Author: Richard Roper
Genre: General Fiction
Format: Hardcover 352 pages
Release Date: 27 June 2019
My thanks to Virginia Woolstencroft for the advanced readers copy provided to me for review. Opinions expressed in this review are completely my own.
Sometimes you have to risk everything to find your something…
All Andrew wants is to be normal. He has the perfect wife and 2.4 children waiting at home for him after a long day. At least, that’s what he’s told people.
The truth is, his life isn’t exactly as people think and his little white lie is about to catch up with him.
Because in all Andrew’s efforts to fit in, he’s forgotten one important thing: how to really live. And maybe, it’s about time for him to start.
This book centres around Andrew and a simple lie he told that manifested and became way out of control. Andrew is such a likeable character in my opinion. Despite the fact he told this huge lie and for some reason carried on with the pretence, I still found myself really drawn to him. Ultimately he is harmless and I knew that straight away. I couldn’t help but feel sorry for him the fact that he had got himself so tangled up in this web of deceit.
What I also really enjoyed reading was how Andrew’s relationship with Peggy develops. Peggy joins Andrew’s team at work and somehow, despite Andrew’s painfully shy nature, they hit it off and become firm friends. Reading how Andrew comes out of his shell the more he gets to know Peggy was really heart warming.
It was really interesting how both Peggy and Andrew worked within a department of the Council that dealt with trying to figure out if a deceased had any next of kin when they unexpectedly died alone at home. This is not something I have ever really thought about before and I bet it happens more that one would think. It made me feel really fortunate that I have people in my life who would notice if one day I just didn’t turn up somewhere, because for the people Andrew and Peggy look into, they really have no one.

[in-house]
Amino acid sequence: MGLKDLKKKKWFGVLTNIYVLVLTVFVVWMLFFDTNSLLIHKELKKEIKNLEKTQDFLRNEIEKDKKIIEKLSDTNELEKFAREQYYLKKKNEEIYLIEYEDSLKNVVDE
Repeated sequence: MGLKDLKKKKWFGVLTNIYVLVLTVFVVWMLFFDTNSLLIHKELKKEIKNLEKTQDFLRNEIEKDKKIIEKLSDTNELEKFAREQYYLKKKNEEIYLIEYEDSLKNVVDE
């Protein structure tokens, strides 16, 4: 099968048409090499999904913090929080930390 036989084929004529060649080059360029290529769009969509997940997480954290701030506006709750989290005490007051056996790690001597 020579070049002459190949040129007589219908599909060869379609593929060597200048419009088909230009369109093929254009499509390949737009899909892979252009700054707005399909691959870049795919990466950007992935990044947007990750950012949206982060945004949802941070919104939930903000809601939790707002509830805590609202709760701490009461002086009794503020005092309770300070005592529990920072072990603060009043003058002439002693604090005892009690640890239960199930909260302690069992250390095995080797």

This book was funny, sad, up-lifting and thought provoking all in equal measures. A really special book that I think everyone would find something they enjoy about it.
About the Author
Richard Roper was inspired by an article he read about the council workers who deal with situations when someone dies alone. Their days are spent sifting through the ephemera of those who’ve slipped through the cracks, searching for clues to a next of kin. Council workers are under no obligation to attend the funerals. Yet they do, sometimes dozens of them a year, just to make sure at least someone is there.
Richard Roper lives in London. SOMETHING TO LIVE FOR is his first novel.
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